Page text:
WEDNESDAY, March 11, 2020 (HealthDay News) — Use of tenofovir alafenamide-emtricitabine (F/TAF) is not cost-effective compared with generic tenofovir disoproxil fumarate-emtricitabine (F/TDF) for HIV preexposure prophylaxis (PrEP) among men who have sex with men (MSM), according to a study published online March 10 in the Annals of Internal Medicine.

Rochelle P. Walensky, M.D., M.P.H., from Massachusetts General Hospital in Boston, and colleagues estimated the greatest possible clinical benefits and economic savings attributable to the improved safety profile of F/TAF and the maximum price payers would be willing to pay for F/TAF versus generic F/TDF among U.S. MSM using PrEP.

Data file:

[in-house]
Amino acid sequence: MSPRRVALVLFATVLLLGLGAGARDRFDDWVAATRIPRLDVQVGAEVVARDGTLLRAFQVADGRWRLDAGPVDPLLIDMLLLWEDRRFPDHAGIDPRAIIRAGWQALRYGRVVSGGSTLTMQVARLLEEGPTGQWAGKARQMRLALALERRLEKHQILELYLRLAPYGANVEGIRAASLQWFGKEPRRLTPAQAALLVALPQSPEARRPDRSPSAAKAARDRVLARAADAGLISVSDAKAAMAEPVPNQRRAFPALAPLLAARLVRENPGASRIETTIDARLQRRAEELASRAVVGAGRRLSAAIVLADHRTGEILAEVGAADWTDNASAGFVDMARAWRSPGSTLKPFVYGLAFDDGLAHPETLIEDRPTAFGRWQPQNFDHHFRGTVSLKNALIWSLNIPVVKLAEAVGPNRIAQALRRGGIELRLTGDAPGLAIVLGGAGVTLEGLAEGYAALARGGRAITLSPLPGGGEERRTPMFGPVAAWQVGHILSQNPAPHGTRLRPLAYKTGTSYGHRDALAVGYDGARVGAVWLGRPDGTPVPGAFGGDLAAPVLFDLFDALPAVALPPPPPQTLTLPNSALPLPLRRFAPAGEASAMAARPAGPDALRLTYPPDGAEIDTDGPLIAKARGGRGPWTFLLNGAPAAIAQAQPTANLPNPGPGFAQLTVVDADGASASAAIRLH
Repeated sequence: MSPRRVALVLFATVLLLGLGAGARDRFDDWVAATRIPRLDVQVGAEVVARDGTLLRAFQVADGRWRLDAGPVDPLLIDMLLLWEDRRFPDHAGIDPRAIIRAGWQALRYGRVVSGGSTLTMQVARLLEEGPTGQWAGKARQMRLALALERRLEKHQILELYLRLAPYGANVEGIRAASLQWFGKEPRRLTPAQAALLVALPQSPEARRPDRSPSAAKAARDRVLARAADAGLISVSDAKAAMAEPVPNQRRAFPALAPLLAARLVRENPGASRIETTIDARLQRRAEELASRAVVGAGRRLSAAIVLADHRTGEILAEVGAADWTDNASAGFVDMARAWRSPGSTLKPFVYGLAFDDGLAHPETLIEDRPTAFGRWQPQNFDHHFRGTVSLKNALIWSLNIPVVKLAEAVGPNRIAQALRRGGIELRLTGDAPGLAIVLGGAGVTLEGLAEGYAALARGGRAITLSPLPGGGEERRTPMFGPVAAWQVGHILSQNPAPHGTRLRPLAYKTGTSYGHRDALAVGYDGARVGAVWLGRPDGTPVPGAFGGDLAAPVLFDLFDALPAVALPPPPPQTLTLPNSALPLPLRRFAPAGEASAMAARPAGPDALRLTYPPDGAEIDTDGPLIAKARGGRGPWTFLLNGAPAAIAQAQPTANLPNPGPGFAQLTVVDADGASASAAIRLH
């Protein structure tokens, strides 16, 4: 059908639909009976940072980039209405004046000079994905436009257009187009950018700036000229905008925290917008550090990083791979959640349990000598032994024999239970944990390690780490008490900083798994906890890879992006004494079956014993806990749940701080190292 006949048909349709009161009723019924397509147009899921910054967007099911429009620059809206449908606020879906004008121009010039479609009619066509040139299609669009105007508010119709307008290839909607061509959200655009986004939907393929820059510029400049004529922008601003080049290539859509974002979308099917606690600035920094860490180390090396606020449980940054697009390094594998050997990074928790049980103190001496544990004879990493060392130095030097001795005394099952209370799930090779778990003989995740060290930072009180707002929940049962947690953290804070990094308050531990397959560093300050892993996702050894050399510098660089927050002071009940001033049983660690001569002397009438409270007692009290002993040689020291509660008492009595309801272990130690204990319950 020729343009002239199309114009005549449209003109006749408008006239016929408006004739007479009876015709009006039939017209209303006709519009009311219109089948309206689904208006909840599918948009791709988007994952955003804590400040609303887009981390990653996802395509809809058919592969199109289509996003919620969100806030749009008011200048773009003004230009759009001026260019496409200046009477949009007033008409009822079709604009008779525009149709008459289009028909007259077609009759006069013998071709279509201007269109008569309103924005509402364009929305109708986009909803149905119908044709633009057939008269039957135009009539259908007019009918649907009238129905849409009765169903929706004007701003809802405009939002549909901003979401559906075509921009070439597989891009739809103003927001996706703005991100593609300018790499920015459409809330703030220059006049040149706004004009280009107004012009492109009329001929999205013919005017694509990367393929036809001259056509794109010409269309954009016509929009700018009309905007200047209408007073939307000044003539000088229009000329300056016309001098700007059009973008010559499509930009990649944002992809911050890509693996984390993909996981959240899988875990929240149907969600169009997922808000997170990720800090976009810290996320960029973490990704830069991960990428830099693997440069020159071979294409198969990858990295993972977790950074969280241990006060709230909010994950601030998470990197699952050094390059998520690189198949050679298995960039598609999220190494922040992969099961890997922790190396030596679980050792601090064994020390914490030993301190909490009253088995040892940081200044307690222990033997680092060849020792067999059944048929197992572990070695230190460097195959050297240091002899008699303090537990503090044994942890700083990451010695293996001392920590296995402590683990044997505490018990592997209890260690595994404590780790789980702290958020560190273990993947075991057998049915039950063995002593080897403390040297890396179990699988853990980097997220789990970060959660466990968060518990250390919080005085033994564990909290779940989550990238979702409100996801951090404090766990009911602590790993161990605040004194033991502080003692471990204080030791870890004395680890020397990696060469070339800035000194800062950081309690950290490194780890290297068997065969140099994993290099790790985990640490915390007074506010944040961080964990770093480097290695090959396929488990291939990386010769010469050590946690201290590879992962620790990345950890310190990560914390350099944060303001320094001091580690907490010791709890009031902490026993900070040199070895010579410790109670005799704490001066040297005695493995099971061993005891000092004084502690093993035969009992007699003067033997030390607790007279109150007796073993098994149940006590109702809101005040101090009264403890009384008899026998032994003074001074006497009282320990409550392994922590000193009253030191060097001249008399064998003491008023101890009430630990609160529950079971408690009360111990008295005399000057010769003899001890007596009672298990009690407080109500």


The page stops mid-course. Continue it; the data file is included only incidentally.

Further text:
In the base-case analysis, the researchers found that for the 123,610 MSM receiving PrEP, during a five-year horizon, F/TAF averted 2,101 fractures and 25 cases of end-stage renal disease compared with F/TDF, with an incremental cost-effectiveness ratio (ICER) of more than $7 million per quality-adjusted life year (QALY). The maximum fair price for F/TAF was $8,670 per year at a 50 percent discount for generic F/TDF and a societal willingness to pay up to $100,000 per QALY. In the sensitivity analysis, the investigators found that the ICER for F/TAF remained more than $3 million per QALY among persons older than 55 years, and the maximum permissible fair price was $8,970 per year for F/TAF.

“At current F/TAF prices, F/TAF compared with generic F/TDF will not be cost-effective in the United States, even in populations at highest risk for F/TDF adverse events,” the authors write.

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